My mother's dishes: NOT a love story

So this Thanksgiving, as we do every year, my sister and I each pulled out our vintage and oh-so-collectible "Jewel Tea" dishes. Her meal was served in Roanoke, while I filled the gravy boat up here in the southern part of northern Virginia -- but we both used these Depression era dishes, because, I mean really. Look at them. They're perfect for Thanksgiving. That and because our mother would haunt us if we didn't.

See, Carolyn and I have what you might call a love-hate relationship with these dishes (their official name is "Hall China Autumn Leaf," but they were always called "Jewel Tea" in our family, because in the 1930s they were given to housewives -- like my grandmother -- as premiums when the ladies bought tea and spices from the door-to-door reps from the Jewel Tea Company). We do love them, because they were our mother's. And while their beauty and aesthetic loveliness frankly kind of escape us, we both realize that Mom cherished them. How do we know this? We know this because by the time she died she had:
  • redecorated her kitchen to feature them, to include commissioning a friend to create a matching stencil pattern;
  • purchased a shockingly expensive, custom-made-to-match-her-dishes, Tiffany-style lamp to hang over the breakfast table;
  • hung the dessert plates interspersed with orange and yellow baskets around the kitchen on the wall space above the cabinets (cunningly connected by the stencil pattern);
  • joined the "Hall China 'Autumn Leaf' Collectors' Club" (that's where she found the guy who made the lamp);
  • owned a linen tablecloth and twelve napkins that had been stenciled by the same friend (see above), so that when she entertained her table was all Jewel Tea, all the time;
  • spent way more money than my dad ever knew, tracking down and purchasing the rarer pieces of the pattern: a "one-armed bean pot;" the coveted "2 lb. butter dish" (I mean, it's a butter dish that will hold eight sticks of butter, people); not only the formal and everyday salt and pepper shakers, but the "cook's salt and pepper shakers" as well;
  • amassed enough place settings of these fricking dishes that my sister and I each have a complete set. And by complete, I mean we each own twelve place settings. Twelve, y'all. Plus serving bowls, platters, pie plates, iced tea glasses, coffee mugs, tea pots . . . . Plus some other shit I can't even remember.
But see, we really don't think they're as lovely as she did. We both have white dishes for every day, and we both chose fancy china patterns when we got married because our mother made us. She made us choose a silver pattern, too -- and we both very cleverly chose her silver pattern. So one thing I love, love, love is that I have my silver and my mother's, mingling all together. The other pattern in this picture is my grandmother's, which I adore but which is no longer made. I always, always use the two patterns together.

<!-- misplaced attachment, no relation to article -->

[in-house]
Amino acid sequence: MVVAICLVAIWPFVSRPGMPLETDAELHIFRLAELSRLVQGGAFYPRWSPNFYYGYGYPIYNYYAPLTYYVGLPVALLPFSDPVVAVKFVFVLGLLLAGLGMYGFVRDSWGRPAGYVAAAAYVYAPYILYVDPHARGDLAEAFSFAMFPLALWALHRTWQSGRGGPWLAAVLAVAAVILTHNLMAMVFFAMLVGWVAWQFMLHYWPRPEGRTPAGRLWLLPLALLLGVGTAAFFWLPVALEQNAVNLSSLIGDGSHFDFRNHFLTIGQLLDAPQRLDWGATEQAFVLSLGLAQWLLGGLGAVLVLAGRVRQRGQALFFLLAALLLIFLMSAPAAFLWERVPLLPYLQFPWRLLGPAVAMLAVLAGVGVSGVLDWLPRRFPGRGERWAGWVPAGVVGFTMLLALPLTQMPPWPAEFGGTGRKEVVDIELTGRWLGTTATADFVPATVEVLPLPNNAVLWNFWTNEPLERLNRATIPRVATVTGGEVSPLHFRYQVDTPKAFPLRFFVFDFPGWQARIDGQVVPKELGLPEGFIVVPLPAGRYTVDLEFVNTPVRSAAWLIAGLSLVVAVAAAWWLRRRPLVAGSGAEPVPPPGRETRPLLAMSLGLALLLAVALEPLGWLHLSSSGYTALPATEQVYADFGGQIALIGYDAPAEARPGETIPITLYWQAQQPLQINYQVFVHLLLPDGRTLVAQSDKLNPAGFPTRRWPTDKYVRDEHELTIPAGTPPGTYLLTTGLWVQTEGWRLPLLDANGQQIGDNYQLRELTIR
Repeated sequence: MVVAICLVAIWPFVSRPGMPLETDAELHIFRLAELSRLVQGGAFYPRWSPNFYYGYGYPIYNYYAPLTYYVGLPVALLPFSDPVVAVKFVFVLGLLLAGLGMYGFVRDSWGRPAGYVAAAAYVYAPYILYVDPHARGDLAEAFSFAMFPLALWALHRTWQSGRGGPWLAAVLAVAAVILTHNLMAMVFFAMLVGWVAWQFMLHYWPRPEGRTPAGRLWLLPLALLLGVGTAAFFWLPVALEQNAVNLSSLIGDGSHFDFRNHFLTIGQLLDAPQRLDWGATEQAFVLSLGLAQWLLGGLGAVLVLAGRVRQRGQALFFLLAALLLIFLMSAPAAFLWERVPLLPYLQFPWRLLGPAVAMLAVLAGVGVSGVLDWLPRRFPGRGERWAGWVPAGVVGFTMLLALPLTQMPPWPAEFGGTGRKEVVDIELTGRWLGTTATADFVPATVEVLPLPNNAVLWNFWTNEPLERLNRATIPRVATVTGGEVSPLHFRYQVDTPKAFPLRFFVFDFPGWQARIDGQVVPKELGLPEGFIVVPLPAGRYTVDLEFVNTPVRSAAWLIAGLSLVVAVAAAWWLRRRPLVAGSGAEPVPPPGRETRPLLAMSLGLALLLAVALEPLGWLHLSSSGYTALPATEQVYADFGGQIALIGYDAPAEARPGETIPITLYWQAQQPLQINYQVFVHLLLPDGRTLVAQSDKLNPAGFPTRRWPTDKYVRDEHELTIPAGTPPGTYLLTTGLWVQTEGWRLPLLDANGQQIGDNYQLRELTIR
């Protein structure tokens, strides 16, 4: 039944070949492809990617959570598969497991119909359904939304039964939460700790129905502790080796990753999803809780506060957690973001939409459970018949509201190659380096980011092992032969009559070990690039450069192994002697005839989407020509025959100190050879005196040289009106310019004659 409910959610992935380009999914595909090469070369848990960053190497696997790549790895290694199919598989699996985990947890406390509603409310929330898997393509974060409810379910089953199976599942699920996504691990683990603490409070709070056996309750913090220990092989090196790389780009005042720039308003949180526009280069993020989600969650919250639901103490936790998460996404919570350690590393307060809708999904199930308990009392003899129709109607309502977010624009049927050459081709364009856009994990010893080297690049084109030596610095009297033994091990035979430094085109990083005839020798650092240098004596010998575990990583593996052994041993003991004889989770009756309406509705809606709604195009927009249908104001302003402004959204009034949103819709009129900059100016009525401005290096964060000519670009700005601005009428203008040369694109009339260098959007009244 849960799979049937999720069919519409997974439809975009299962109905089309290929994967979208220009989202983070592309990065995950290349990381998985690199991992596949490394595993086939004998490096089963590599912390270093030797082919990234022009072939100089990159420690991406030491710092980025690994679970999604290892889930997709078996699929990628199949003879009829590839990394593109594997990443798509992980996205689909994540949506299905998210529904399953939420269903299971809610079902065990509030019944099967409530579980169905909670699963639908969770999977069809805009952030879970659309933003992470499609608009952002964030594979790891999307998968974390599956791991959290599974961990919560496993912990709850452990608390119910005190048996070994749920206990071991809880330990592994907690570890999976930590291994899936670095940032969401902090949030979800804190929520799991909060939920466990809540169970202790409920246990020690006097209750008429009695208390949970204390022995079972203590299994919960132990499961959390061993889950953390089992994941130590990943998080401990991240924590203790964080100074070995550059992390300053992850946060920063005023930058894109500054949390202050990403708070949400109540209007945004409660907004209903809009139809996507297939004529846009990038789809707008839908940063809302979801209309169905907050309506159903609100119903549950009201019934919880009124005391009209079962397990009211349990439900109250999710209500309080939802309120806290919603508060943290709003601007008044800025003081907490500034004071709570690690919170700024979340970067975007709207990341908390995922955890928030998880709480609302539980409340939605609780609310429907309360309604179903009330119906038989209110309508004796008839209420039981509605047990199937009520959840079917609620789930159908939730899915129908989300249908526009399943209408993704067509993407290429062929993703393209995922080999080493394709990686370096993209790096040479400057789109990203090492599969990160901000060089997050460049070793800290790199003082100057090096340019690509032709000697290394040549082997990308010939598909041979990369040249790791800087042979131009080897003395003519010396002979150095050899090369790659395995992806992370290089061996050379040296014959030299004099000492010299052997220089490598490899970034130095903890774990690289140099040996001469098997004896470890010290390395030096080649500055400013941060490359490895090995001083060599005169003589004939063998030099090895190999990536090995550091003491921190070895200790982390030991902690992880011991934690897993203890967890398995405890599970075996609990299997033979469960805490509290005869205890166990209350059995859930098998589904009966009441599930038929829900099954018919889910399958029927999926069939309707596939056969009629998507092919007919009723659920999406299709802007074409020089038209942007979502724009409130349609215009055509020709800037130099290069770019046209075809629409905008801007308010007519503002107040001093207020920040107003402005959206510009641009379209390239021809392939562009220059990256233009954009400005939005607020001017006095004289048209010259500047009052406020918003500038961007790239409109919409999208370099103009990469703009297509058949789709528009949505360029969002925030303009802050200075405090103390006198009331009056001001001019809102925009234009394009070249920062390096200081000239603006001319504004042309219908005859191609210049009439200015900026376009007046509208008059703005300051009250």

Last year about this time, my sister and I were reminiscing about our mom and we got to laughing our asses off, yet again, about all that "damned Jewel Tea" (that's how we have always talked about it). I regret to inform you that we were not kind about these dishes. Well, fifteen minutes later, my sister texted me; here is our "conversation:

HER: Right after I hung up a damned Jewel Tea bowl fell and broke. I'm freaking out.
ME: Mom must be pissed.
HER: Now I'm crying.
ME: And I'm laughing. Don't cry! They're ugly. The world is a better place.
HER: OK, now I'm laughing.

We have considered selling the damned things on eBay, or Craigslist; I really do think that the entire collection could pay for at least a year of someone's college expenses. But we never get around to it. So most of it lives in multiple, multiple boxes in my attic. And a few pieces live in our kitchens, so we can use them at Thanksgiving.

Because they're perfect.


And hey! Today begins our second annual Book Lovers' Advent Calendar! This year I am sampling books that have been recommended to me by friends who said last year, "How could you possibly leave out our family's favorite??" I am discovering a whole new collection of storybooks to love!

As we open the first door of the Advent calendar, we find The Snowman, which is a lovely little book with no words (I love those!). My family is actually familiar with this story as an animated film, but -- as is always the case -- the book is better. Thanks, Kathy!

Sister love

Here are my beautiful girl urchins,beautifully lit by the television. I adore these two chicks so much, and I find it such a cool trick of genetics that I gave birth to two people who in many ways could not be more different. One is logical, literal, and organized -- while the other is creative and poetic, with a lovably goofy sense of humor.

The girl in charge is a terrific time manager, and guards her precious free moments zealously. Among the many things I admire about her is her embrace of the afternoon nap. I'm not kidding; this girl has always known when she's had enough.

True story: Last January, she starred in her high school's One-Act Play, which is a district-level competition, and she rocked it totally. After every school performed, all the performers were manic in their adrenaline-fueled excitement, so while they waited for the judges to return and give out awards, one hundred high school drama geeks stormed the stage and spontaneously started playing improv games. Well, the girl in charge was right in there with them, pretending to be an angst-filled cactus or whatever -- until she was done. Just . . . done. She politely excused herself and went to an empty classroom to take a nap. The best part is -- she planned for the nap! She brought a pillow and a blanket with her and staged them in the empty classroom. Do you see what I'm dealing with here, people?!

In contrast, the sunny girl wants to cram everything into every day. She is always trying to figure out how to add one more dance class or club or movie date into her schedule. And nap? Please -- she would skip sleep all together if it were biologically possible.

Actually, when the sunny girl is approaching the end of a hectic day, she gets a little frenzied -- hurrying, hurrying, hurrying to get everything in. I have seen her literally spinning around in circles as she tries to prioritize all the things she wants to accomplish, before her dad and I loom menacingly, glaring meaningfully at our watches and saying, "What time do you need to get up tomorrow, sunny girl?" We have plans to go see a swanky play at the Kennedy Center, and the sunny girl is so looking forward to it. But when I told her she would need to miss a dance class so that we can get to the theater on time, her face fell two stories: "Can't I at least go to half the class? Can I change clothes at the theater? Can we skip dinner?" It's classic sunny girl: "I don't want to miss a thing!"